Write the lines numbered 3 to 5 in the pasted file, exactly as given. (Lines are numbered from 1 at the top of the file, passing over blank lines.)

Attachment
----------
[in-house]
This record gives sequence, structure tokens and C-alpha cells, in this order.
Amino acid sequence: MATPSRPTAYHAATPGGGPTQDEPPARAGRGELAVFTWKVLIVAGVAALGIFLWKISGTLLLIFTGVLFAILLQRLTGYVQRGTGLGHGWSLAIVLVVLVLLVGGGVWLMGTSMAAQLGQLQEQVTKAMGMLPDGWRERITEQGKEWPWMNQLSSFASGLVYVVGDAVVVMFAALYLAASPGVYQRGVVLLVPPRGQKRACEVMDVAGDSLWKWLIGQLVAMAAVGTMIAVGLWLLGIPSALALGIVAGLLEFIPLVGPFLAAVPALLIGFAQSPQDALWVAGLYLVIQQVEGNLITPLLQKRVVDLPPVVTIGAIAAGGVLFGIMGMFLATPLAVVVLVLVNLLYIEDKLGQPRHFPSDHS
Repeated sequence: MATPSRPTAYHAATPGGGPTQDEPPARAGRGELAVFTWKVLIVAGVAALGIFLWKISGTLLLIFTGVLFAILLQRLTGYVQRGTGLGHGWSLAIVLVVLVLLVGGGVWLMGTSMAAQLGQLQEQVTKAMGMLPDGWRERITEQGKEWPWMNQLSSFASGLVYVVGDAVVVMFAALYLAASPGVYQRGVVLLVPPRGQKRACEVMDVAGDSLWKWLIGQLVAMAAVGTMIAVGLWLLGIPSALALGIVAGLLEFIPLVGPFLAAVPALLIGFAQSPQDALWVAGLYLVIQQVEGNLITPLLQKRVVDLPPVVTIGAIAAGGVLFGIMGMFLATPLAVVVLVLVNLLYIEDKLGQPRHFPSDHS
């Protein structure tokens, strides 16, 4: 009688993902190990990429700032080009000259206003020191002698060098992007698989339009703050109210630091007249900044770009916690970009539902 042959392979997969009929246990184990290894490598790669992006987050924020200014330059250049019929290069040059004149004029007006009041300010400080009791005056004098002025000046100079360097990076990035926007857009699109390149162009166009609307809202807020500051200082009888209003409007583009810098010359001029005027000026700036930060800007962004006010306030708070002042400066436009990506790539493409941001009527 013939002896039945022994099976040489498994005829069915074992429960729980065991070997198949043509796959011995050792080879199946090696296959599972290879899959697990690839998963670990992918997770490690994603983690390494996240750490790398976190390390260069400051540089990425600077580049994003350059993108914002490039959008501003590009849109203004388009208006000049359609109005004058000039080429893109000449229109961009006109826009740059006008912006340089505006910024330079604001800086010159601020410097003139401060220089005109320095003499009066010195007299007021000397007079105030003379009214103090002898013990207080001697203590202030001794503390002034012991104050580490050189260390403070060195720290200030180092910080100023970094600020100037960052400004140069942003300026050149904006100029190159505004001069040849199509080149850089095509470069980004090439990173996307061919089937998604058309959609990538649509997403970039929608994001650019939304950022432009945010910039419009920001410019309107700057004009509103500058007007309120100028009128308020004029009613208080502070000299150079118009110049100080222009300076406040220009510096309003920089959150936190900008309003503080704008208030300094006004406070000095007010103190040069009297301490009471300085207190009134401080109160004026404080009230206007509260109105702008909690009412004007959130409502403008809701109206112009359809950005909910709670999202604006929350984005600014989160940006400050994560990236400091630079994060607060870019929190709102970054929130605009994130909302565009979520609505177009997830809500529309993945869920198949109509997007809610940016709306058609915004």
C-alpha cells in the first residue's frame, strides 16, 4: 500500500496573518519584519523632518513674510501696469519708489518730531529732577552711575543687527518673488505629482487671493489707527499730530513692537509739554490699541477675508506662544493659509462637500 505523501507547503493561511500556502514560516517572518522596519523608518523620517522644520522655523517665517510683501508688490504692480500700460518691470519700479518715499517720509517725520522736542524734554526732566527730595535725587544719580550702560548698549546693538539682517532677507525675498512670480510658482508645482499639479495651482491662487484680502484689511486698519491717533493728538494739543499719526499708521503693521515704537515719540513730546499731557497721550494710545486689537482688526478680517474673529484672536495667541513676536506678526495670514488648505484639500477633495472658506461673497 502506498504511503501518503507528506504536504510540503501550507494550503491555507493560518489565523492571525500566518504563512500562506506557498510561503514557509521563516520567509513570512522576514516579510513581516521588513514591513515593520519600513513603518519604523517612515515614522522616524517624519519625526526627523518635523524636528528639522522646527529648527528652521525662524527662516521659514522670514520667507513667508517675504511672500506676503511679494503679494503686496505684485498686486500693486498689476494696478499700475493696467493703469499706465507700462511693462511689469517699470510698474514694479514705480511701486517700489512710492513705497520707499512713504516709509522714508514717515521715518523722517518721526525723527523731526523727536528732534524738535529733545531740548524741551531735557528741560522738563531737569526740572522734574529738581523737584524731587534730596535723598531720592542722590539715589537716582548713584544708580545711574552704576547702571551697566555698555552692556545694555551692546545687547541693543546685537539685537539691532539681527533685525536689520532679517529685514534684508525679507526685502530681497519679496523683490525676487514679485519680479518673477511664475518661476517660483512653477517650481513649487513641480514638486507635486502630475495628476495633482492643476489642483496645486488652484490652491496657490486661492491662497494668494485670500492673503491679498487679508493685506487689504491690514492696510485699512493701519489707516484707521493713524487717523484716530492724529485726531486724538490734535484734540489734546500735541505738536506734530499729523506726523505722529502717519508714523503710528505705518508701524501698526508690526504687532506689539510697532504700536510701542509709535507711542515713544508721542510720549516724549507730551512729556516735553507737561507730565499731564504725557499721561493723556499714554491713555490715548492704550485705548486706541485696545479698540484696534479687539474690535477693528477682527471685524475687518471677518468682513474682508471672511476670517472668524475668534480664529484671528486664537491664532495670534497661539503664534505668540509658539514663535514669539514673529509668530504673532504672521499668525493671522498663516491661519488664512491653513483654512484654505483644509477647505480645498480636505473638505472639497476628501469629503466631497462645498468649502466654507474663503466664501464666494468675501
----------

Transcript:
Amino acid sequence: MATPSRPTAYHAATPGGGPTQDEPPARAGRGELAVFTWKVLIVAGVAALGIFLWKISGTLLLIFTGVLFAILLQRLTGYVQRGTGLGHGWSLAIVLVVLVLLVGGGVWLMGTSMAAQLGQLQEQVTKAMGMLPDGWRERITEQGKEWPWMNQLSSFASGLVYVVGDAVVVMFAALYLAASPGVYQRGVVLLVPPRGQKRACEVMDVAGDSLWKWLIGQLVAMAAVGTMIAVGLWLLGIPSALALGIVAGLLEFIPLVGPFLAAVPALLIGFAQSPQDALWVAGLYLVIQQVEGNLITPLLQKRVVDLPPVVTIGAIAAGGVLFGIMGMFLATPLAVVVLVLVNLLYIEDKLGQPRHFPSDHS
Repeated sequence: MATPSRPTAYHAATPGGGPTQDEPPARAGRGELAVFTWKVLIVAGVAALGIFLWKISGTLLLIFTGVLFAILLQRLTGYVQRGTGLGHGWSLAIVLVVLVLLVGGGVWLMGTSMAAQLGQLQEQVTKAMGMLPDGWRERITEQGKEWPWMNQLSSFASGLVYVVGDAVVVMFAALYLAASPGVYQRGVVLLVPPRGQKRACEVMDVAGDSLWKWLIGQLVAMAAVGTMIAVGLWLLGIPSALALGIVAGLLEFIPLVGPFLAAVPALLIGFAQSPQDALWVAGLYLVIQQVEGNLITPLLQKRVVDLPPVVTIGAIAAGGVLFGIMGMFLATPLAVVVLVLVNLLYIEDKLGQPRHFPSDHS
């Protein structure tokens, strides 16, 4: 009688993902190990990429700032080009000259206003020191002698060098992007698989339009703050109210630091007249900044770009916690970009539902 042959392979997969009929246990184990290894490598790669992006987050924020200014330059250049019929290069040059004149004029007006009041300010400080009791005056004098002025000046100079360097990076990035926007857009699109390149162009166009609307809202807020500051200082009888209003409007583009810098010359001029005027000026700036930060800007962004006010306030708070002042400066436009990506790539493409941001009527 013939002896039945022994099976040489498994005829069915074992429960729980065991070997198949043509796959011995050792080879199946090696296959599972290879899959697990690839998963670990992918997770490690994603983690390494996240750490790398976190390390260069400051540089990425600077580049994003350059993108914002490039959008501003590009849109203004388009208006000049359609109005004058000039080429893109000449229109961009006109826009740059006008912006340089505006910024330079604001800086010159601020410097003139401060220089005109320095003499009066010195007299007021000397007079105030003379009214103090002898013990207080001697203590202030001794503390002034012991104050580490050189260390403070060195720290200030180092910080100023970094600020100037960052400004140069942003300026050149904006100029190159505004001069040849199509080149850089095509470069980004090439990173996307061919089937998604058309959609990538649509997403970039929608994001650019939304950022432009945010910039419009920001410019309107700057004009509103500058007007309120100028009128308020004029009613208080502070000299150079118009110049100080222009300076406040220009510096309003920089959150936190900008309003503080704008208030300094006004406070000095007010103190040069009297301490009471300085207190009134401080109160004026404080009230206007509260109105702008909690009412004007959130409502403008809701109206112009359809950005909910709670999202604006929350984005600014989160940006400050994560990236400091630079994060607060870019929190709102970054929130605009994130909302565009979520609505177009997830809500529309993945869920198949109509997007809610940016709306058609915004």